•    Straw coloured: normal
•    Colourless: diabetes insipidus, diuretics, excessive fluid intake
•    Dark: porphyria, malignant melanoma
•    Cloudy: UTI, blood, mucus
•    Pink: blood, myoglobin, beetroot
•    Orange: rifampicin, bile pigments
•    Brown: myoglobin, melanin, iron
•    Green: methylene blue, urobilinogen


Leucocytes: UTI (used together with nitrites to diagnose a UTI)

Nitrites: bacteriuria (very specific for a UTI), contaminated sample. A negative test is high likely to exclude a UTI

Glucose: absence in health. Appears once urinary threshold exceeded (approx 10mmol serum glucose). Therefore won’t show impaired glucose tolerance. Causes- diabetes mellitus, pregnancy, pancreatitis

Ketones: breakdown of fatty acids. Diabetic ketoacidosis, starvation, alcohol intoxication, dehydration

Protein: kidney damage or disease, standing upright for prolonged periods, exercise, fever, pregnancy. Doesn’t show microalbuminaemia (earliest sign of renal disease). Doesn’t show Bence-Jones protein

Urobilinogen: increased red blood cell breakdown- not a sensitive test for altered serum billirubin

pH: only a very rough value of blood pH. Normal pH varies between 4.5 and 8.0 depending on diet. In a patient with a UTI, alkaline urine indicates infection with a urea- splitting organism such as proteus. Acidic urine predisposes to formation of uric acid renal stones eg secondary to bicarbonate loss from an ileostomy

Specific gravity: not accurate. Varies with the patient's hydration and falls with age as kidney looses its concentrating ability

Haemoglobin: blood may arise from anywhere along the renal tract. Renal causes include glomerulonephritis, polycystic kidney and neoplasia. Non- renal causes include UTI, calculi and hypertension. It does not distinguish from erythrocyturia (contamination with fresh menstrual blood) and myoglobin


•    Differentiates contamination of urine sample by organisms outside the bladder from true infection
•    Low counts: early infection in women or true infection in men (as contamination uncommon in men)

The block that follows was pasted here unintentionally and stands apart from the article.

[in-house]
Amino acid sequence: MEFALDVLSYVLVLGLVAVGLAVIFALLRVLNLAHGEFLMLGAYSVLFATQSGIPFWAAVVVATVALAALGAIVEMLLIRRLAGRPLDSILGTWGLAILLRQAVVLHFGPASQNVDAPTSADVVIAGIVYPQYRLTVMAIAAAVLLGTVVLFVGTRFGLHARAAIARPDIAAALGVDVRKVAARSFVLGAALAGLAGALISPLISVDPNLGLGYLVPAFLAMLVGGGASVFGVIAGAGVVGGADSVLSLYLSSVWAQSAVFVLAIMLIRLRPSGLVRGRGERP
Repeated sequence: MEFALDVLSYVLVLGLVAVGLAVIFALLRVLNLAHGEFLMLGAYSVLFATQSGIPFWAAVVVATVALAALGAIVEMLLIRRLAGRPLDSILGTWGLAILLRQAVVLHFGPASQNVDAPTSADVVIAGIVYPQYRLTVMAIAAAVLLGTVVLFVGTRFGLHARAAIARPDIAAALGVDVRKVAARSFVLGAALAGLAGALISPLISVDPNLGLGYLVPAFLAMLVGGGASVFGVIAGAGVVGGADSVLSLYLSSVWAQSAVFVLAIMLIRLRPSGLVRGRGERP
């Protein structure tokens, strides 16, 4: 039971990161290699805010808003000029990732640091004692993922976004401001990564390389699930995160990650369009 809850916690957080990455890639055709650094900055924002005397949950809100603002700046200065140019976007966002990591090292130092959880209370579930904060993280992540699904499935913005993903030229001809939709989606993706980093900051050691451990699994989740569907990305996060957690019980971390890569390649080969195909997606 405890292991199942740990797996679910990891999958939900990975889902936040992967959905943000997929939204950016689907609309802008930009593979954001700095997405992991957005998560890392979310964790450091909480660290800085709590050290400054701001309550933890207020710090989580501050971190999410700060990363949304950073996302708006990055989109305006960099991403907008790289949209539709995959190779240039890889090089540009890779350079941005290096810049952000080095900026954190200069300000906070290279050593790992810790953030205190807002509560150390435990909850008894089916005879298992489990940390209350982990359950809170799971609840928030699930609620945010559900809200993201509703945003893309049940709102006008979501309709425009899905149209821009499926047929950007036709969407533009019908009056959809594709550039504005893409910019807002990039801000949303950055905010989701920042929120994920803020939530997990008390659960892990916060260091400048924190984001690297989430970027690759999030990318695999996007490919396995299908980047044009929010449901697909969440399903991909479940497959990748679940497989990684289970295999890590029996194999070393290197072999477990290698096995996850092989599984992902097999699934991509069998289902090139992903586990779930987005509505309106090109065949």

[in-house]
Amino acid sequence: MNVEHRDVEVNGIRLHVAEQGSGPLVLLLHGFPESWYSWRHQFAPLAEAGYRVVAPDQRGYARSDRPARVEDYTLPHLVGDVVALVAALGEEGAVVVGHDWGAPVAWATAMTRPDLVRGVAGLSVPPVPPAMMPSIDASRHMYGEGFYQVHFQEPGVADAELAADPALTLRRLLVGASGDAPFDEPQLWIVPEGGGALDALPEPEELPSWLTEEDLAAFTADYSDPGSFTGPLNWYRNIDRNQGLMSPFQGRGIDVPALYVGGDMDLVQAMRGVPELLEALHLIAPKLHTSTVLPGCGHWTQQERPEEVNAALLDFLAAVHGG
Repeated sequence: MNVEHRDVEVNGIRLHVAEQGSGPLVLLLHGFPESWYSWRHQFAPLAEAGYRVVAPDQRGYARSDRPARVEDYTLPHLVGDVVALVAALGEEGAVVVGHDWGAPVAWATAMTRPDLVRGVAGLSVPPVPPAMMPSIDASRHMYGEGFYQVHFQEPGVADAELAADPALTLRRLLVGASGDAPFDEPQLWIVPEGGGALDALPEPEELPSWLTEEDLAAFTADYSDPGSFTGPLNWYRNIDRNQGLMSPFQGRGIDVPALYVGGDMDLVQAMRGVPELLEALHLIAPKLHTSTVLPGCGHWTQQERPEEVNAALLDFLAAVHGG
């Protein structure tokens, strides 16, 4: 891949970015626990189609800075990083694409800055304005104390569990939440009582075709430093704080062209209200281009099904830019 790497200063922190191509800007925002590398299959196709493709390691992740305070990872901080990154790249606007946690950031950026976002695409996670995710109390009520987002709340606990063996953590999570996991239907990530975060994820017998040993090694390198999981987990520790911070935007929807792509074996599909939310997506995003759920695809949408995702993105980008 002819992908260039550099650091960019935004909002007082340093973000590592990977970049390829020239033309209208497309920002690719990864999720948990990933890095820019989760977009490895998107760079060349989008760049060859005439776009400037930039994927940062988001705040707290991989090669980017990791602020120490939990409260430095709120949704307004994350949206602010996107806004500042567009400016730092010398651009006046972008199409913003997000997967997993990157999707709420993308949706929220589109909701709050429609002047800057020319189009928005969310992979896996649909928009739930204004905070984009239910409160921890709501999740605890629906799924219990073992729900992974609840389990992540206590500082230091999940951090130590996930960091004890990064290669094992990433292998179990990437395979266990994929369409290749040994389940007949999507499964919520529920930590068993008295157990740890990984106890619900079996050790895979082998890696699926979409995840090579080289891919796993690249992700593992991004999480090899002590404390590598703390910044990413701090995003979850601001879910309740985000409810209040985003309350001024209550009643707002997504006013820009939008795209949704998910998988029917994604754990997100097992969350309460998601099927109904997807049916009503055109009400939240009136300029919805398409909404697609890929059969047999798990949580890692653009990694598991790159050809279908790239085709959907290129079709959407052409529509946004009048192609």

Urine is spun in a centrifuge so sediment settles out, spread on a slide and examined under a microscope

Indications: UTI, glomerulonephritis, acute interstitial nephritis (eosinophils), renal failure, haematuria on dipstick, suspected malignancy. Use an early morning MSU specimen

Red cells: due to damage to RBCs as they travel through glomeruli you can differentiate often between glomerular (renal) and infrarenal bleeding

Leucocytes: high polymorphs suggestive of UTI but can occur in glomerulonephritis

Other cells: malignant cells, spermatozoa


Cylindrical bodies of cells or protein which form in the distal tubule and collecting duct
•    Hyaline casts: present in normal urine but increase in dehydration and proteinuria
•    Cellular casts: red cell casts indicate paranchymal renal disease especially glomerulonephritis. White cell casts strongly suggestive of acute pylonephritis
•    Granular casts: formed from cell debris and are seen in a wide variety of renal diseases


•    Presence may indicate kidney stones or a problem with metabolism
•    Need a freshly voided sample as affected by storage and temperature changes
•    Calcium oxalate stones in hypercalciuria. Presence of a single crystal of cysteine is diagnostic of cysteinuria as cysteine is not a constituent of urine



Author: Johno Breeze
Last updated: 15/02/15